By Josepha Jabo
It is unfortunate that it took the death of a prominent politician’s daughter for the hashtag #regulatebodabodas to begin trending on Twitter. On the afternoon of Tuesday, June 21, 2016, news broke that Doreen Tashobya, who was the daughter of Entebbe Municipality MP, Rosemary Tumusime, had perished in a boda boda accident. She is one of many, except the other causalities don’t make news headlines the following day. Nowadays, many Ugandan youth think that riding a boda boda is the easiest and quickest way to get rich, but judging by the statistics it is also a way to end up with a head injury, have a limb amputated or die young.
According to the Uganda Human Rights Commission (UHRC) 17th Annual 2014 Report, under the section ‘Human Rights Concerns arising from Motorcycle (boda boda) Accidents’ states, ‘Motorcyclists, pedal cyclists and passengers on motorcycles contributed to fatalities more than any other category. A study conducted by a team of Orthapaedic surgeons at Mulago Hospital in Kampala showed that 75% of all trauma cases at the National Referral Hospital were a result of boda boda accidents. According to the ICCU, Mulago Hospital alone received 5-20 boda boda accident cases every day, which translated into 7,280 cases a year.’
The argument that boda boda fill a transport gap is weak when one considers that they have made Ugandans lazy and obesity-prone, because a distance one could have walked, one now finds oneself flagging down a boda boda to take them to their destination. People use them to beat the traffic jam, but boda-boda also contribute to traffic jam because the city is overrun with thousands of them. They are a law unto themselves, ride on pavements to the inconvenience of pedestrians who have to leap out of the way, flout traffic rules, over speed at break-neck speeds, ride down the wrong way on one-way streets and are underemployed.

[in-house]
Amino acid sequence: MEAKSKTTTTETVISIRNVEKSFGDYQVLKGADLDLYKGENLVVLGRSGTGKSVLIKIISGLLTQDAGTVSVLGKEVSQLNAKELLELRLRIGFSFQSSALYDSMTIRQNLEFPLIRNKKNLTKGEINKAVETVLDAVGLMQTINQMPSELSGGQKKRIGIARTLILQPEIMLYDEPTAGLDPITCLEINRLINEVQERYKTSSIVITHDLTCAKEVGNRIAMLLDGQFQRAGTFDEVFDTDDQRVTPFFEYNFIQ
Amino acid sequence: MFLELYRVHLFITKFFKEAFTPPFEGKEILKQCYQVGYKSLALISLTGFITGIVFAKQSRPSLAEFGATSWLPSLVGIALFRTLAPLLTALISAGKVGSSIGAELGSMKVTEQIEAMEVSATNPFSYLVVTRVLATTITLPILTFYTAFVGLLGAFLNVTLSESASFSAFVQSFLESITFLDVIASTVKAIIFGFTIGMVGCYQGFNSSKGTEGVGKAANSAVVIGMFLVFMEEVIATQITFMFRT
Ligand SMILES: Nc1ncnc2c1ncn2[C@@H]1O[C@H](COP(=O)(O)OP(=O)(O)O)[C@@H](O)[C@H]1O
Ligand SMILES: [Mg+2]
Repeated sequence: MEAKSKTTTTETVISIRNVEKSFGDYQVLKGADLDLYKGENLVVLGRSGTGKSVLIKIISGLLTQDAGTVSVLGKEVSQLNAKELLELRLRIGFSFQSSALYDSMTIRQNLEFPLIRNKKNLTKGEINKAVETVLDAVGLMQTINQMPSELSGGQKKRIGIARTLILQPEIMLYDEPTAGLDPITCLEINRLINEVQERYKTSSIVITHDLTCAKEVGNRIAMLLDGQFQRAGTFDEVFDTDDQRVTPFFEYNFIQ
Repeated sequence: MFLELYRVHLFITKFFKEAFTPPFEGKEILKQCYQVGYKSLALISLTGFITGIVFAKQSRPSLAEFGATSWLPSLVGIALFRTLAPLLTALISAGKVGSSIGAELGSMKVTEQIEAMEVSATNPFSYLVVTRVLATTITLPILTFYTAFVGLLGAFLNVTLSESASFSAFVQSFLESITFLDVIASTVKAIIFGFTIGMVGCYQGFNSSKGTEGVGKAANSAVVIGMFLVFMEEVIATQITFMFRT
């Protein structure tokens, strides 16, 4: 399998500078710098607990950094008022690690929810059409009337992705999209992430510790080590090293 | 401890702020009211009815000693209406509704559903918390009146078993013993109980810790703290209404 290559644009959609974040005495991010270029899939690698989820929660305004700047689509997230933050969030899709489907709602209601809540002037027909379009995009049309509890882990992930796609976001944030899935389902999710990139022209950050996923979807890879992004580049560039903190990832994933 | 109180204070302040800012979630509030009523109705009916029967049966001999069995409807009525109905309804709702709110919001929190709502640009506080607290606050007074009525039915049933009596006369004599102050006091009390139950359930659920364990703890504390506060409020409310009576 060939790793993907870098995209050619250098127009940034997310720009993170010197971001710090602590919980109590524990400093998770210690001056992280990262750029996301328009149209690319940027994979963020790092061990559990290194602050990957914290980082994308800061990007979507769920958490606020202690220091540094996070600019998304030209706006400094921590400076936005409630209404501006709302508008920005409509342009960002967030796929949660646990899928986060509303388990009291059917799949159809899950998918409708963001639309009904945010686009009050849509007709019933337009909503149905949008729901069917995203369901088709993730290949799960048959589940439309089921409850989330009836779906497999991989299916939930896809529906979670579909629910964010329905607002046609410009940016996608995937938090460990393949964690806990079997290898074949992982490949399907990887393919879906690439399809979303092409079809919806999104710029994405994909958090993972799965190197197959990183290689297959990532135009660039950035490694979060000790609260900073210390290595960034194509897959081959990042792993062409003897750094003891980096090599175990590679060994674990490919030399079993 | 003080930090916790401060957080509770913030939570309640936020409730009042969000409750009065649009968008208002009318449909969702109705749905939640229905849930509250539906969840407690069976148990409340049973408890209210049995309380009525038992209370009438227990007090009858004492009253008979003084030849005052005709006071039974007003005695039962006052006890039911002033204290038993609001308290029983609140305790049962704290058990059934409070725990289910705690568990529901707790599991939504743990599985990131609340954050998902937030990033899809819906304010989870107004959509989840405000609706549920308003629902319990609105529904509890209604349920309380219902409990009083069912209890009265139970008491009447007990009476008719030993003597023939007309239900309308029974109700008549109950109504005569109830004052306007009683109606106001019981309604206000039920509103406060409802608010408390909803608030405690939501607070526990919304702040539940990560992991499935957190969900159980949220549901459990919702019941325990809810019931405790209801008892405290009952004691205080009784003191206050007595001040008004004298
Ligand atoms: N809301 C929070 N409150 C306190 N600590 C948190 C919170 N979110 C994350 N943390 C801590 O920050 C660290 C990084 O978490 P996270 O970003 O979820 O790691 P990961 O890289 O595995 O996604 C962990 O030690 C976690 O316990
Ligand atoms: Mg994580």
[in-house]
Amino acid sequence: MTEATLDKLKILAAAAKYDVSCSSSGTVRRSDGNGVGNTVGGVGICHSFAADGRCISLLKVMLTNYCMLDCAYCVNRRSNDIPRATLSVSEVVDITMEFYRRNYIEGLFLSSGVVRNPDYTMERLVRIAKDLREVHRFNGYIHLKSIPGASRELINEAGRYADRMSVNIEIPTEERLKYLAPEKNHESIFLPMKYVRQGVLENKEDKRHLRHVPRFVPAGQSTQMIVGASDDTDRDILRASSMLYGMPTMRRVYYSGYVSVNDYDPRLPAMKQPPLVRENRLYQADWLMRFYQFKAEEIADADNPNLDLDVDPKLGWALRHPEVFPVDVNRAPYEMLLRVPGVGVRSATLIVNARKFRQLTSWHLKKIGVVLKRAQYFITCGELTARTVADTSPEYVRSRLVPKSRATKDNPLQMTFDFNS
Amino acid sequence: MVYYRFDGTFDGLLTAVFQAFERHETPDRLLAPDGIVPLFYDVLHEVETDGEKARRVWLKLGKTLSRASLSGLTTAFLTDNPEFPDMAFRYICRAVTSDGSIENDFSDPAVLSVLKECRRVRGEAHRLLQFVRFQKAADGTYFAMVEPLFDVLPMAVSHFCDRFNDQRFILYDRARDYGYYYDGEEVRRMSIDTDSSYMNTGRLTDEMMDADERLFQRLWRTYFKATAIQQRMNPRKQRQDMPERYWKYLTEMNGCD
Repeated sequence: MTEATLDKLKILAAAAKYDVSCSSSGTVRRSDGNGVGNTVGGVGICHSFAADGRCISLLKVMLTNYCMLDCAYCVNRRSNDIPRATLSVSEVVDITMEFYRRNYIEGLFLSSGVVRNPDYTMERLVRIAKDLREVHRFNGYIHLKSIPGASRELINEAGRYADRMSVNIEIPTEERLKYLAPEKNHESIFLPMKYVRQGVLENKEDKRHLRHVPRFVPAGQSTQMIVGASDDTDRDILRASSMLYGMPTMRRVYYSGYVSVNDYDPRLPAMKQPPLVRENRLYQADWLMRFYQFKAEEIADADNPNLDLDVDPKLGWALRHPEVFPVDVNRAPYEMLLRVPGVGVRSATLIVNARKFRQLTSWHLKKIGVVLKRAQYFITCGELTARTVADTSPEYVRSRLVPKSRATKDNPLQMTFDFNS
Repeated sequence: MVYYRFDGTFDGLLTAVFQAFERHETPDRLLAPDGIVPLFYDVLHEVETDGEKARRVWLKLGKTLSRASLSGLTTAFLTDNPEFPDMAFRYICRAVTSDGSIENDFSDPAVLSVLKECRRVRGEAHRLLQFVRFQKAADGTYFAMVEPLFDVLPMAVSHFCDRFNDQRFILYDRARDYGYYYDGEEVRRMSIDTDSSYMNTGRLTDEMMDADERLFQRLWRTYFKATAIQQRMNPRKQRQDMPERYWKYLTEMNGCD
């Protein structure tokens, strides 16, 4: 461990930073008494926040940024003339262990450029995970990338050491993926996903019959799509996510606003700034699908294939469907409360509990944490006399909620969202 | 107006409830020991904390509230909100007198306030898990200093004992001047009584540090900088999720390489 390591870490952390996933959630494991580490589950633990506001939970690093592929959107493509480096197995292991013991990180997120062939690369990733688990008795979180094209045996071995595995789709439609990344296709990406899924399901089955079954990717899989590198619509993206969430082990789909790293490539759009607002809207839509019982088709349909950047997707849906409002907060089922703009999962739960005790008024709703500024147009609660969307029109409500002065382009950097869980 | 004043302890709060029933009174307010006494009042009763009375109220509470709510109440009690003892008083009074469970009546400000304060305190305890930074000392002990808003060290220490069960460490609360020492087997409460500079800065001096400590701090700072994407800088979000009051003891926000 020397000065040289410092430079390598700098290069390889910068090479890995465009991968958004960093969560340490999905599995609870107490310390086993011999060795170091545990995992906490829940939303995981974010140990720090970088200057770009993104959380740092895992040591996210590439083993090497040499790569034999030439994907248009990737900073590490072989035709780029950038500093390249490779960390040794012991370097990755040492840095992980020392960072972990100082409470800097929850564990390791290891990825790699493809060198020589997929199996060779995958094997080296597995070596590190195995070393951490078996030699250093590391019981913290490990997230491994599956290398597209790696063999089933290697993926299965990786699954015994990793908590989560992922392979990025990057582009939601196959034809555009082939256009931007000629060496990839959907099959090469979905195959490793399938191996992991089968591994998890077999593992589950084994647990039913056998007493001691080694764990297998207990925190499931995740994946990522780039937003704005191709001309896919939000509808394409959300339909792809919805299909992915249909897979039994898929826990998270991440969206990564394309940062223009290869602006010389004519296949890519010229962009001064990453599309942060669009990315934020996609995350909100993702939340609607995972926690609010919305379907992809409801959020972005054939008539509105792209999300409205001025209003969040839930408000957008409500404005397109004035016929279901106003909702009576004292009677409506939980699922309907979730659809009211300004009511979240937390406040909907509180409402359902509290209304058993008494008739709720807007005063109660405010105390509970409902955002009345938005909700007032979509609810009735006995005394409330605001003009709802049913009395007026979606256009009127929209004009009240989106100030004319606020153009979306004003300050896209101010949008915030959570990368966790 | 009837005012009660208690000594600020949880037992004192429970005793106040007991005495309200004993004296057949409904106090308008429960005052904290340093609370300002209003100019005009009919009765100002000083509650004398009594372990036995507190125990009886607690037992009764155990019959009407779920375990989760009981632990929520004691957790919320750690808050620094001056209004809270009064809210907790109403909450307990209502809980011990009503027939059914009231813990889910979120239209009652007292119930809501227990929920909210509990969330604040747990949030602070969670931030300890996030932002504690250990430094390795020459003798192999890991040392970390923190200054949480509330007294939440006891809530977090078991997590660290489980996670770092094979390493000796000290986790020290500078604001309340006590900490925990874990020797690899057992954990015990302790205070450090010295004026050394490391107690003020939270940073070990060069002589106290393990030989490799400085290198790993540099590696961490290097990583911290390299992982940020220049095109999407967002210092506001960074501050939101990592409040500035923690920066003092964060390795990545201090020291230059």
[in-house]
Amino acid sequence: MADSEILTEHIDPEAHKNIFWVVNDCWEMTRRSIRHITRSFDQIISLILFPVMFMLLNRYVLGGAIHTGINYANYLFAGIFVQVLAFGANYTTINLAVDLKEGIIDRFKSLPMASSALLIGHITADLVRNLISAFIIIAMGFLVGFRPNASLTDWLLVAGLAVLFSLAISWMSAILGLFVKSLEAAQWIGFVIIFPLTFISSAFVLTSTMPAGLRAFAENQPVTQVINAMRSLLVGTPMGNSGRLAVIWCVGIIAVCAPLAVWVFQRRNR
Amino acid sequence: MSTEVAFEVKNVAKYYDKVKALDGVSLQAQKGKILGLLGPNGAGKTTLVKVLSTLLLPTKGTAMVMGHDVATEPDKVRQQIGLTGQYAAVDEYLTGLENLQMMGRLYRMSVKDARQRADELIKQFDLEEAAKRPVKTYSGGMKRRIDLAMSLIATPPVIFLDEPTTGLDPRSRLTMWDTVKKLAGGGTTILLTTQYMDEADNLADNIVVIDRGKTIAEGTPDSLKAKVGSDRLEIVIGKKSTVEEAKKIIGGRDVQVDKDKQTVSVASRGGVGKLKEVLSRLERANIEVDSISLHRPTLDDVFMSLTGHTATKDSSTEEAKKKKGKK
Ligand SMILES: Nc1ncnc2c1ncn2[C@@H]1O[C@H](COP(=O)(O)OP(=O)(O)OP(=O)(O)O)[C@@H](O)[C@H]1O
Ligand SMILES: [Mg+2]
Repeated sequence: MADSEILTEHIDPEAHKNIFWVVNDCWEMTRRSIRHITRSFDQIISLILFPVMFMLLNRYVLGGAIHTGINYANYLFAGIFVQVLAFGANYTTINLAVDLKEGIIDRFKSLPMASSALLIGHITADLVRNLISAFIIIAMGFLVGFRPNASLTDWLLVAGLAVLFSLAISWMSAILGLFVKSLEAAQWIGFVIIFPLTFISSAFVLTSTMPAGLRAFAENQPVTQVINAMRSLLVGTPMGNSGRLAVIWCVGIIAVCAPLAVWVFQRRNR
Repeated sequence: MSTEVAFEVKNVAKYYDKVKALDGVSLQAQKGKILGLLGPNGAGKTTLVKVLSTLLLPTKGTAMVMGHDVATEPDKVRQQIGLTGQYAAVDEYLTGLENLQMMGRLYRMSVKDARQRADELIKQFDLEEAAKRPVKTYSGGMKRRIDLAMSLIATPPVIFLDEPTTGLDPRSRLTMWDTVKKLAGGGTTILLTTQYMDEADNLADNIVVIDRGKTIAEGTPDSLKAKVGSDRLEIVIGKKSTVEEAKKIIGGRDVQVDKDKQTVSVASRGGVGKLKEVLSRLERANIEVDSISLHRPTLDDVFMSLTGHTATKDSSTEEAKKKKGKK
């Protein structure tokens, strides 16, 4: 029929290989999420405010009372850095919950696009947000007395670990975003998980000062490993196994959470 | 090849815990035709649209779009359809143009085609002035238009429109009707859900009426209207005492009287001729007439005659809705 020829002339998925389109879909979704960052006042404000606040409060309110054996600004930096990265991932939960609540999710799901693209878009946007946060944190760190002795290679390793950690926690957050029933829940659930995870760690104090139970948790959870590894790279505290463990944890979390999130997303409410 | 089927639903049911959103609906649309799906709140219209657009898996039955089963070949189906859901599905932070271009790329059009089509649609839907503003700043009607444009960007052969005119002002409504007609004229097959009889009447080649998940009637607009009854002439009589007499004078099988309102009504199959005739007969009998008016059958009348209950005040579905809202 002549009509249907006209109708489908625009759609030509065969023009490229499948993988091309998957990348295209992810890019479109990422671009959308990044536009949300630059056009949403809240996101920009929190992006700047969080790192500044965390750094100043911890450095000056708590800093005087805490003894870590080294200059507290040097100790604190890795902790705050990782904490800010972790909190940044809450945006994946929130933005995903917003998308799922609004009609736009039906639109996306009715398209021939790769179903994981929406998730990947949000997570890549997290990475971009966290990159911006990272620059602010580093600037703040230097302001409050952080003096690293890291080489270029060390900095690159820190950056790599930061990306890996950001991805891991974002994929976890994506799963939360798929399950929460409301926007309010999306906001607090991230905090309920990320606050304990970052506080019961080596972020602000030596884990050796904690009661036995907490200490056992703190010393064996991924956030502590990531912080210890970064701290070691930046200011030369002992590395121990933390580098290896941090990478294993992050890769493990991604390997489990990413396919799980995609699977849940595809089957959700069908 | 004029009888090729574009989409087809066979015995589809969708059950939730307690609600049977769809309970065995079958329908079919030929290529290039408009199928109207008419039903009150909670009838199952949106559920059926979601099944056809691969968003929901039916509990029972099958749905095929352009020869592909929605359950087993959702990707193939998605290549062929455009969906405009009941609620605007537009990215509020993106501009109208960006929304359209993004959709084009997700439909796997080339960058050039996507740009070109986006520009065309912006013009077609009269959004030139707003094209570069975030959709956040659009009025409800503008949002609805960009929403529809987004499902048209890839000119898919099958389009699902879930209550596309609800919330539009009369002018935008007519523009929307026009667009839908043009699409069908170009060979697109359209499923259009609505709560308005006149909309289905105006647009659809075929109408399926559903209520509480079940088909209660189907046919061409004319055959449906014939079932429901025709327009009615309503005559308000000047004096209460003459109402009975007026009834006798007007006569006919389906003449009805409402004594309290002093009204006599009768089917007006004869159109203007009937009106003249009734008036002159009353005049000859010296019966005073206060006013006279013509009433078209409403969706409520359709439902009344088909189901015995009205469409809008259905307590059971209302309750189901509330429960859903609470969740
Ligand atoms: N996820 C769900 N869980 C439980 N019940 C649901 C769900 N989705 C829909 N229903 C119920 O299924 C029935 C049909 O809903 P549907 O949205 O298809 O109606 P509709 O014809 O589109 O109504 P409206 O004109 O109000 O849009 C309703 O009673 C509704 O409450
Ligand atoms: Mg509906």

Boda bodas are very aggressive in the way they solicit for customers; one can hardly take a walk in Kampala in peace without being harassed by a boda boda. In fact, nowadays, when one walks in Kampala, one has to walk clutching one’s handbag very tightly as some of them are known to snatch women’s handbags as they ride by. The argument that if boda boda were banned it would increase crime, does not hold water because boda bodas abet crime by acting as getaways in robberies. Therefore, boda bodas should be banned in Kampala and only operate in the hard-to-reach rural areas, where the public transport network has not reached.
The Writer works for Uganda Media Centre